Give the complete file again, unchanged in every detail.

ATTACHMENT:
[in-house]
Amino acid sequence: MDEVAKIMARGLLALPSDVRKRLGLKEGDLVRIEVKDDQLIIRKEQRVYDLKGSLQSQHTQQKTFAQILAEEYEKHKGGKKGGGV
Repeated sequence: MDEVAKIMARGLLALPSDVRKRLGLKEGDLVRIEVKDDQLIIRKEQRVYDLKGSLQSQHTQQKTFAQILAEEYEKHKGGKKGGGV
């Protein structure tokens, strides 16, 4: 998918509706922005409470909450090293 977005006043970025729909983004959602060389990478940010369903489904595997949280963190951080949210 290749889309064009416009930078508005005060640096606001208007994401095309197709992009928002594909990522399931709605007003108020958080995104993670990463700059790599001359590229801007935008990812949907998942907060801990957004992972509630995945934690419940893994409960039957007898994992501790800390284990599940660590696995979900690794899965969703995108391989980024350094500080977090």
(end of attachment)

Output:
[in-house]
Amino acid sequence: MDEVAKIMARGLLALPSDVRKRLGLKEGDLVRIEVKDDQLIIRKEQRVYDLKGSLQSQHTQQKTFAQILAEEYEKHKGGKKGGGV
Repeated sequence: MDEVAKIMARGLLALPSDVRKRLGLKEGDLVRIEVKDDQLIIRKEQRVYDLKGSLQSQHTQQKTFAQILAEEYEKHKGGKKGGGV
């Protein structure tokens, strides 16, 4: 998918509706922005409470909450090293 977005006043970025729909983004959602060389990478940010369903489904595997949280963190951080949210 290749889309064009416009930078508005005060640096606001208007994401095309197709992009928002594909990522399931709605007003108020958080995104993670990463700059790599001359590229801007935008990812949907998942907060801990957004992972509630995945934690419940893994409960039957007898994992501790800390284990599940660590696995979900690794899965969703995108391989980024350094500080977090």